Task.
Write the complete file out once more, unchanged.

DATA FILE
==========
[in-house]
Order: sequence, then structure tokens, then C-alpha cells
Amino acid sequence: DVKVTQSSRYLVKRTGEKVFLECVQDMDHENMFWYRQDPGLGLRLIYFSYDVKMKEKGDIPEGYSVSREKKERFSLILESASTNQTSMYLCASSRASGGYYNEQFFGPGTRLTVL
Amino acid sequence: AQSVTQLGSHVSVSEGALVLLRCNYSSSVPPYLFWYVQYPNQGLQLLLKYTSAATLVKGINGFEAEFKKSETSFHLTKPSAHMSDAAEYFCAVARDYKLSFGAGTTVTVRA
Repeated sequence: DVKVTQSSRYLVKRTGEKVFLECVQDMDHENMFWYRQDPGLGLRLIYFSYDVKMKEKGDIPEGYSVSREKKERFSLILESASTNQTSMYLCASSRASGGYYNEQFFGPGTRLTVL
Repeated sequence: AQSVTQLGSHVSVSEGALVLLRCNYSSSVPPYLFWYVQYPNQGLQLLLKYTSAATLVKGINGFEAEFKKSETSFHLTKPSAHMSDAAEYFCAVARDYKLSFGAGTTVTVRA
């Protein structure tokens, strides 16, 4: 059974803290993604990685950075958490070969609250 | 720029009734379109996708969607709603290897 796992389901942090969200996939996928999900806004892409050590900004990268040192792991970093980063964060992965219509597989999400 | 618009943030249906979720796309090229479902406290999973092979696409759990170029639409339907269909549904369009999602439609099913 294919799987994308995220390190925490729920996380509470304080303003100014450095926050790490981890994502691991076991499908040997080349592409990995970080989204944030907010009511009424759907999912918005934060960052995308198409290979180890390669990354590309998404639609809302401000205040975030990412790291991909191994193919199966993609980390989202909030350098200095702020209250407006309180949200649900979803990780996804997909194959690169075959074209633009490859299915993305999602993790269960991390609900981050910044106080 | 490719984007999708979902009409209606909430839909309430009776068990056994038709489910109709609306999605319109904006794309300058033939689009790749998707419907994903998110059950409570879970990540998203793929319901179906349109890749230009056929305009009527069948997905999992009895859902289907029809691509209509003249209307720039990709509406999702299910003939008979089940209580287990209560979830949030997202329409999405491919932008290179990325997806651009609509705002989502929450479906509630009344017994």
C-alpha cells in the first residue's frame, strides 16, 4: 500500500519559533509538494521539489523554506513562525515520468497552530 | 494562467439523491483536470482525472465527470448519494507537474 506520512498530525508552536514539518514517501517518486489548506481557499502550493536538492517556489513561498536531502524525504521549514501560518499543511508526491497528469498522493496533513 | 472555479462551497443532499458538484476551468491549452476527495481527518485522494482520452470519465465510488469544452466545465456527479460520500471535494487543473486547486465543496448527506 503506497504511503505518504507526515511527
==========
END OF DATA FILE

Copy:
[in-house]
Order: sequence, then structure tokens, then C-alpha cells
Amino acid sequence: DVKVTQSSRYLVKRTGEKVFLECVQDMDHENMFWYRQDPGLGLRLIYFSYDVKMKEKGDIPEGYSVSREKKERFSLILESASTNQTSMYLCASSRASGGYYNEQFFGPGTRLTVL
Amino acid sequence: AQSVTQLGSHVSVSEGALVLLRCNYSSSVPPYLFWYVQYPNQGLQLLLKYTSAATLVKGINGFEAEFKKSETSFHLTKPSAHMSDAAEYFCAVARDYKLSFGAGTTVTVRA
Repeated sequence: DVKVTQSSRYLVKRTGEKVFLECVQDMDHENMFWYRQDPGLGLRLIYFSYDVKMKEKGDIPEGYSVSREKKERFSLILESASTNQTSMYLCASSRASGGYYNEQFFGPGTRLTVL
Repeated sequence: AQSVTQLGSHVSVSEGALVLLRCNYSSSVPPYLFWYVQYPNQGLQLLLKYTSAATLVKGINGFEAEFKKSETSFHLTKPSAHMSDAAEYFCAVARDYKLSFGAGTTVTVRA
């Protein structure tokens, strides 16, 4: 059974803290993604990685950075958490070969609250 | 720029009734379109996708969607709603290897 796992389901942090969200996939996928999900806004892409050590900004990268040192792991970093980063964060992965219509597989999400 | 618009943030249906979720796309090229479902406290999973092979696409759990170029639409339907269909549904369009999602439609099913 294919799987994308995220390190925490729920996380509470304080303003100014450095926050790490981890994502691991076991499908040997080349592409990995970080989204944030907010009511009424759907999912918005934060960052995308198409290979180890390669990354590309998404639609809302401000205040975030990412790291991909191994193919199966993609980390989202909030350098200095702020209250407006309180949200649900979803990780996804997909194959690169075959074209633009490859299915993305999602993790269960991390609900981050910044106080 | 490719984007999708979902009409209606909430839909309430009776068990056994038709489910109709609306999605319109904006794309300058033939689009790749998707419907994903998110059950409570879970990540998203793929319901179906349109890749230009056929305009009527069948997905999992009895859902289907029809691509209509003249209307720039990709509406999702299910003939008979089940209580287990209560979830949030997202329409999405491919932008290179990325997806651009609509705002989502929450479906509630009344017994």
C-alpha cells in the first residue's frame, strides 16, 4: 500500500519559533509538494521539489523554506513562525515520468497552530 | 494562467439523491483536470482525472465527470448519494507537474 506520512498530525508552536514539518514517501517518486489548506481557499502550493536538492517556489513561498536531502524525504521549514501560518499543511508526491497528469498522493496533513 | 472555479462551497443532499458538484476551468491549452476527495481527518485522494482520452470519465465510488469544452466545465456527479460520500471535494487543473486547486465543496448527506 503506497504511503505518504507526515511527